Prehabilitation offers a "window of opportunity" to improve cancer patient outcomes, prevent readmissions and reduce direct and indirect healthcare costs, according to a study in this month's American Journal of Physical Medicine & Rehabilitation.
In the continuum care, prehabilation occurs between cancer diagnosis and the beginning of acute treatment and uses physical and psychological assessments to establish baseline levels of a patient's health, according to the study.
"There is a growing body of scientific evidence that supports preparing newly diagnosed patients for and optimizing their health before starting acute treatments," wrote Julie K. Silver, M.D., and Jennifer Baima, M.D., both of the Department of Physical Medicine and Rehabilitation at Harvard Medical School in Boston, in the study.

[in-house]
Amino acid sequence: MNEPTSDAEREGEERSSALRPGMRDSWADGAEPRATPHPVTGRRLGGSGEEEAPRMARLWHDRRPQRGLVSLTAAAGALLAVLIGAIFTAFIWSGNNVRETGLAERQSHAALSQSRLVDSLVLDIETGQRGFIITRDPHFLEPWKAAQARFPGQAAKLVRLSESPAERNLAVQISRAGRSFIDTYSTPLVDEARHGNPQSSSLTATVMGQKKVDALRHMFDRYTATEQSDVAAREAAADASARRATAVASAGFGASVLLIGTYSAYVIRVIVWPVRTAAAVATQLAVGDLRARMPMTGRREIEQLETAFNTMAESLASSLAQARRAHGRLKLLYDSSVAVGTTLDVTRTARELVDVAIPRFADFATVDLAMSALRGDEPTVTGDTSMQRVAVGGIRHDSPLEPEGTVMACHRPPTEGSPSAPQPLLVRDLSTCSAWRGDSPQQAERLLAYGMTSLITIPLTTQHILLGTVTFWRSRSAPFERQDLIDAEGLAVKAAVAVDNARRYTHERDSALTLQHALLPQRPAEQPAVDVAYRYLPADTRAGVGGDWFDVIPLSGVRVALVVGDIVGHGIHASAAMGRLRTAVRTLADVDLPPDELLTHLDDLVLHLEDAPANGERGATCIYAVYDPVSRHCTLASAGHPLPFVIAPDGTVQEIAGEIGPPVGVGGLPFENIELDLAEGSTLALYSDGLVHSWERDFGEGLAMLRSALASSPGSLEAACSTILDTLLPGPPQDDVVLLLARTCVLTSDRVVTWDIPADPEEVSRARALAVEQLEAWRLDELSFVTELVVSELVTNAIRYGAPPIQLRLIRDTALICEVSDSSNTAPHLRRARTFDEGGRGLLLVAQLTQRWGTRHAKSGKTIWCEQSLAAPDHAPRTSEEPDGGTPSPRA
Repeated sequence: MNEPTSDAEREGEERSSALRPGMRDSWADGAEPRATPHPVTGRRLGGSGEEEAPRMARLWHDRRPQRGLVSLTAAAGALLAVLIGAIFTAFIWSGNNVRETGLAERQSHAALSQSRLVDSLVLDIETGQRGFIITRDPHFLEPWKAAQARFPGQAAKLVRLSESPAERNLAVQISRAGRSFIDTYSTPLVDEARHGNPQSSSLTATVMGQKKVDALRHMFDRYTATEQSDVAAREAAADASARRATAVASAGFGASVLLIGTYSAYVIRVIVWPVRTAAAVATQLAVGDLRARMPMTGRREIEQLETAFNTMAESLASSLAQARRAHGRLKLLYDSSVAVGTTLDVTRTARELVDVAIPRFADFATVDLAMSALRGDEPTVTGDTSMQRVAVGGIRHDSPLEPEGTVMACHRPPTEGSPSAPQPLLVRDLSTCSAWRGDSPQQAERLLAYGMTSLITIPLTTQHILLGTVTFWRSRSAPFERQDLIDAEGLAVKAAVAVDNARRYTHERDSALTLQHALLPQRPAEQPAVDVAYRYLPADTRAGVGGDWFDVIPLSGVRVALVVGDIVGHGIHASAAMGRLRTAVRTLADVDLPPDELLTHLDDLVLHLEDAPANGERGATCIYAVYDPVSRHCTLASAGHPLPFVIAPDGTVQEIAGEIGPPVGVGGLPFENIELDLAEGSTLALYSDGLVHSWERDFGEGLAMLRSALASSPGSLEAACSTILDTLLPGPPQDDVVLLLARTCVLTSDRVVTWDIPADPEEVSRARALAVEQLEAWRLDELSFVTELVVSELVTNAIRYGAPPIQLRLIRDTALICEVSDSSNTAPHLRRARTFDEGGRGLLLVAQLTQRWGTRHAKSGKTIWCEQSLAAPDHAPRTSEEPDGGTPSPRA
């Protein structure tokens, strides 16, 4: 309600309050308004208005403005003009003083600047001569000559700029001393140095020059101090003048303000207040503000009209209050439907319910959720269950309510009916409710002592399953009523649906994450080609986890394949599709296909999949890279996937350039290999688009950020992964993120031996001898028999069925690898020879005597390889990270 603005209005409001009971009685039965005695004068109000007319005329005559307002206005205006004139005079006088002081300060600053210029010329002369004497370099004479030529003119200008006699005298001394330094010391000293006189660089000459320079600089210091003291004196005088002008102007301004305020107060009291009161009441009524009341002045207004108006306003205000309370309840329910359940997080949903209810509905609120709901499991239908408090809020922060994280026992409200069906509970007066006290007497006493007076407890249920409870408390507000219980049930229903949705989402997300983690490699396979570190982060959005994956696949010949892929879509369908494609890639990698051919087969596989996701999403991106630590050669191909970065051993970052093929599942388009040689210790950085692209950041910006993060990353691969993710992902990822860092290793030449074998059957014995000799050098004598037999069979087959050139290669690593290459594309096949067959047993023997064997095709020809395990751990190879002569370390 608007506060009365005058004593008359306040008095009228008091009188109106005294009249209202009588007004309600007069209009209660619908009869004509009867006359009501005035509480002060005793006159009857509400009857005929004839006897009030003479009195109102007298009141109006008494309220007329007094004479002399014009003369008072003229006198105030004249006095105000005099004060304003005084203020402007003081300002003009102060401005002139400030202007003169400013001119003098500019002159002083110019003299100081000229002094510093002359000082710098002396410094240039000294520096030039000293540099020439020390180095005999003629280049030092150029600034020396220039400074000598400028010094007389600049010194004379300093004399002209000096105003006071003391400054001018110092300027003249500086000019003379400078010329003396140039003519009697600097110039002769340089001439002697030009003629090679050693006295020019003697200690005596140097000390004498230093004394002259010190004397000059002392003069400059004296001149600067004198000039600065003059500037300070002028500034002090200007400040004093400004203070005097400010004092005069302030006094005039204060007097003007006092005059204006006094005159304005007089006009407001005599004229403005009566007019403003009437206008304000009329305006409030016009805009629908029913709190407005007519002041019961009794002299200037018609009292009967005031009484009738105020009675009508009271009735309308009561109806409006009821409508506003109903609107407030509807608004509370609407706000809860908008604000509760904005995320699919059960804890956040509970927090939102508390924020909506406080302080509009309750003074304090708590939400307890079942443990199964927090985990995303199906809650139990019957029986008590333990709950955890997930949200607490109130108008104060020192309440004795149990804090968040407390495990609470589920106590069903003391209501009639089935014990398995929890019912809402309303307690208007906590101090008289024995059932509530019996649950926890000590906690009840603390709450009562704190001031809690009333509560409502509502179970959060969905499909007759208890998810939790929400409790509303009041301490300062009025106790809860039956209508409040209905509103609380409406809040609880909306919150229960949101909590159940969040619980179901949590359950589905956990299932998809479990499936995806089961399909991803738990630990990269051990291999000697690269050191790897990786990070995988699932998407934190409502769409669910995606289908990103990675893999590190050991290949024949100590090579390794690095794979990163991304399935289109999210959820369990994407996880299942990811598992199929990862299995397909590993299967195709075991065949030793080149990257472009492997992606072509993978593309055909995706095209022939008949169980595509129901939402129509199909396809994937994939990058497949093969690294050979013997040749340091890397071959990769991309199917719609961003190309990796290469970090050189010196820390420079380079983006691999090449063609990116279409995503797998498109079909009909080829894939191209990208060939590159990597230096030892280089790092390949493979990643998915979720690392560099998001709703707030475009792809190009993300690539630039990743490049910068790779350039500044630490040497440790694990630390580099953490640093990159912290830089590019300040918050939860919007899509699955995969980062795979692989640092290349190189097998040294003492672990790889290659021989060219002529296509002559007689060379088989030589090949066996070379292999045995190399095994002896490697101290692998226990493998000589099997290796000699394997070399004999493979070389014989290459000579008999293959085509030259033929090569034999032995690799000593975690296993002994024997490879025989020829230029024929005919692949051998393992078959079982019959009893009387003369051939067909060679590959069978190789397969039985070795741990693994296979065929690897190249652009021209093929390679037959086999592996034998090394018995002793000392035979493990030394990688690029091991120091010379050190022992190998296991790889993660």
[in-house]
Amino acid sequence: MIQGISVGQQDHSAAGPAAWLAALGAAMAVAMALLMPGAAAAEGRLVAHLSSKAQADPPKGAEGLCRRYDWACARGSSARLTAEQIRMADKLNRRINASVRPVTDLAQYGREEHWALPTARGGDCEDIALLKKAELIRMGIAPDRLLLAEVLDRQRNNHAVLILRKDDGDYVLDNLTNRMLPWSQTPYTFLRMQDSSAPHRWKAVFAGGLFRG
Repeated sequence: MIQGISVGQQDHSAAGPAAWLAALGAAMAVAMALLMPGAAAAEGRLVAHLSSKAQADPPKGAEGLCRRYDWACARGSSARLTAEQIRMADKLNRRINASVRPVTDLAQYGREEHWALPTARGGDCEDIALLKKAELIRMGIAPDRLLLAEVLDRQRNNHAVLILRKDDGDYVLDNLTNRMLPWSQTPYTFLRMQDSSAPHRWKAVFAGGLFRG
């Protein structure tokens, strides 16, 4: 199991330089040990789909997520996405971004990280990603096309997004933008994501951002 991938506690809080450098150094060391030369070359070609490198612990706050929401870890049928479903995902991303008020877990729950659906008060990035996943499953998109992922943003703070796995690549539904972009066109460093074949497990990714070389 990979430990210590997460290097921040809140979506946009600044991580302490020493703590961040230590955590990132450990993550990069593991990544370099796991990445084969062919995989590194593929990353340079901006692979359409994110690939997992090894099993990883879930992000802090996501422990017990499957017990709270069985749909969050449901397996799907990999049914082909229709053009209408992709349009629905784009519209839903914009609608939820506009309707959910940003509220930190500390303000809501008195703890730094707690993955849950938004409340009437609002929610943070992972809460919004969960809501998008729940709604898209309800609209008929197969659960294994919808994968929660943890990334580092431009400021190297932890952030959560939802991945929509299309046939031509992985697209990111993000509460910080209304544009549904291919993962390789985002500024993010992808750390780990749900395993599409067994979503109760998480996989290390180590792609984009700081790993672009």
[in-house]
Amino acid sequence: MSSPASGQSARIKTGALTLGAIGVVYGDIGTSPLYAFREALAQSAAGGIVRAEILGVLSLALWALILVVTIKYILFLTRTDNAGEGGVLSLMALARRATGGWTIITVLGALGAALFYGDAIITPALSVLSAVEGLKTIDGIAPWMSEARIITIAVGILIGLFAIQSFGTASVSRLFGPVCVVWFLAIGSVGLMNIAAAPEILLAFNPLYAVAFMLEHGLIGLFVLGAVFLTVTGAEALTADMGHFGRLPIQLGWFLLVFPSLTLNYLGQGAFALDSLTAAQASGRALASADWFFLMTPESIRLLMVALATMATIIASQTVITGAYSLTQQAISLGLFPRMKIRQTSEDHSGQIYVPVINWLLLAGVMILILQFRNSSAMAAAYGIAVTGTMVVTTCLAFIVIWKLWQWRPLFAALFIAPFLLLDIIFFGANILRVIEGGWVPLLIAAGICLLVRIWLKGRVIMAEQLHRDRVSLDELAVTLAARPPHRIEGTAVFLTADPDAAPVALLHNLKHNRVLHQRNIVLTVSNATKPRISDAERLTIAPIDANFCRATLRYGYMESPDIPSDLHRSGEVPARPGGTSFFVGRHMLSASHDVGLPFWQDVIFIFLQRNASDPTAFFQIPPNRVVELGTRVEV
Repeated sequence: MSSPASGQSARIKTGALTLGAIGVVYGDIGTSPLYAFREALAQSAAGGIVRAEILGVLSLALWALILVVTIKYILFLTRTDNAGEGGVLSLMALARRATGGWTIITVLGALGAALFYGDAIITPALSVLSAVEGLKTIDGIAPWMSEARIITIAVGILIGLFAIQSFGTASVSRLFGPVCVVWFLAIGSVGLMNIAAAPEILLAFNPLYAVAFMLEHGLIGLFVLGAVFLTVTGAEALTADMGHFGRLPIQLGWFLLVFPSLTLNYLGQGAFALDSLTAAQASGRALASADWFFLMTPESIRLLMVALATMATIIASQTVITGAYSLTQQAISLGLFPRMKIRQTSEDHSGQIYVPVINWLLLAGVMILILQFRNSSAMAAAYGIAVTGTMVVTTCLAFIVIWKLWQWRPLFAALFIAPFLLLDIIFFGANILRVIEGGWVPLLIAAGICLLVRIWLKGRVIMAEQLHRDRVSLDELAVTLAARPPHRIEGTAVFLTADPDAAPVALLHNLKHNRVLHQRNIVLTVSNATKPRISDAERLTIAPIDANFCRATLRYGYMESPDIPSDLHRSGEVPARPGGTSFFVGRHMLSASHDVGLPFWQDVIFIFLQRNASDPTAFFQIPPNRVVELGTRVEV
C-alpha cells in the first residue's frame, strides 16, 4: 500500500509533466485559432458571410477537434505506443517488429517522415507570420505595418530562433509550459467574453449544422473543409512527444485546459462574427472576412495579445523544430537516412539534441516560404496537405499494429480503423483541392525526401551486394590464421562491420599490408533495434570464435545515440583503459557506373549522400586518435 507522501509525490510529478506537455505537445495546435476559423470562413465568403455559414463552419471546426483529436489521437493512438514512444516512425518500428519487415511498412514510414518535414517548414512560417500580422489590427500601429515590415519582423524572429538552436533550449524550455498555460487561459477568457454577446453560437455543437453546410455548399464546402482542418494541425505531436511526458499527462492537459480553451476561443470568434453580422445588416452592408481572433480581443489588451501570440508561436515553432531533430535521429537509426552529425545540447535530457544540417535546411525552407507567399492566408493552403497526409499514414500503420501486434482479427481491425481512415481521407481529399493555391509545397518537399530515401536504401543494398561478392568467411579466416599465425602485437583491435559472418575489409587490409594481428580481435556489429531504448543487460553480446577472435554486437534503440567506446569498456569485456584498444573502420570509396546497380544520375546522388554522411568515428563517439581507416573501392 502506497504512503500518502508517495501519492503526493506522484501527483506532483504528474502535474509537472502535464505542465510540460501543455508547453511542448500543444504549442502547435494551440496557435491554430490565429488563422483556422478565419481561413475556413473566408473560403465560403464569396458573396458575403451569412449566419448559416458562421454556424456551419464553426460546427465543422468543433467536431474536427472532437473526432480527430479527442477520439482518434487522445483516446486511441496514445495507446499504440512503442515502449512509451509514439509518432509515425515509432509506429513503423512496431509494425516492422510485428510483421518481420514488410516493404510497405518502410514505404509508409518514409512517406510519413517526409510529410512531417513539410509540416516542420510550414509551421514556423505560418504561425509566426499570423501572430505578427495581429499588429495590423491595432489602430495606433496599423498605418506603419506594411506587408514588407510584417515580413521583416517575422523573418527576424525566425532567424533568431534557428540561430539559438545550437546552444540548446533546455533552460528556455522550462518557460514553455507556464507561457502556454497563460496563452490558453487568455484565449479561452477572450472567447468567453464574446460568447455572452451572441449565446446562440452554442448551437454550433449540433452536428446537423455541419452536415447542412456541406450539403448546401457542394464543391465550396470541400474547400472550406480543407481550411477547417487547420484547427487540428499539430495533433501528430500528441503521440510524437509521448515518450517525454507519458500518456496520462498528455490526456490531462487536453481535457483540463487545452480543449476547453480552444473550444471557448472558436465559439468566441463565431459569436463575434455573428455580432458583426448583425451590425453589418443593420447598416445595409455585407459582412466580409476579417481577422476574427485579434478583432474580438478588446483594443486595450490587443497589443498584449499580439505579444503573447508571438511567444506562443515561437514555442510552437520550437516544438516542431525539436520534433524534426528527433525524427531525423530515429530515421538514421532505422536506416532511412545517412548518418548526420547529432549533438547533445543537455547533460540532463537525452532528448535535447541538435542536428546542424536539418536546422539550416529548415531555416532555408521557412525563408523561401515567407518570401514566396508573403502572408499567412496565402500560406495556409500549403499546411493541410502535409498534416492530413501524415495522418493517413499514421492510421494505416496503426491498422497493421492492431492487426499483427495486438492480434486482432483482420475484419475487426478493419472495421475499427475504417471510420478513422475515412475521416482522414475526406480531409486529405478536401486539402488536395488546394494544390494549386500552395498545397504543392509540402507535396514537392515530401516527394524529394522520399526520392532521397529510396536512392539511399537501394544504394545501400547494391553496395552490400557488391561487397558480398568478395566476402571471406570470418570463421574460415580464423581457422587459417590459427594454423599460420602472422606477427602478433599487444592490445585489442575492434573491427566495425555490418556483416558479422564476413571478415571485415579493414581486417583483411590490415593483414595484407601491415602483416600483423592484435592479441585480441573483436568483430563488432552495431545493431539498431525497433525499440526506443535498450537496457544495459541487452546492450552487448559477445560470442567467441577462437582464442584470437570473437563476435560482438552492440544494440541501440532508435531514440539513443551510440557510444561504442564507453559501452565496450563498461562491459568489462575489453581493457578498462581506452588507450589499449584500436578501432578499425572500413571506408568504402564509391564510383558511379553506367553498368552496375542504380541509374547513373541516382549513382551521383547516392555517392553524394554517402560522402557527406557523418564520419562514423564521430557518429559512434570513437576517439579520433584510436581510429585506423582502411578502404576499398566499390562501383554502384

Oncology Nurse Advisor points out prehabilitation is not a new concept or exclusively used for cancer patients, but more evidence shows it is appropriate for the cancer population. One study conducted in the research demonstrated that a two-week prehabilitation program comprised of inspiratory spirometry, breathing and coughing exercises with bronchodilator nebulizers, and exercise shortened length of stay by 28 percent in a group of patients with lung cancer and chronic obstructive pulmonary disease.
The study authors conclude cancer prehabilitation interventions can "decrease morbidity, hospital readmissions, and direct and indirect cancer-related health care costs while increasing the number of potential treatment options and improving physical and psychological health outcomes for patients."
To learn more:
- see the study
- see the article in Oncology Nurse Advisor
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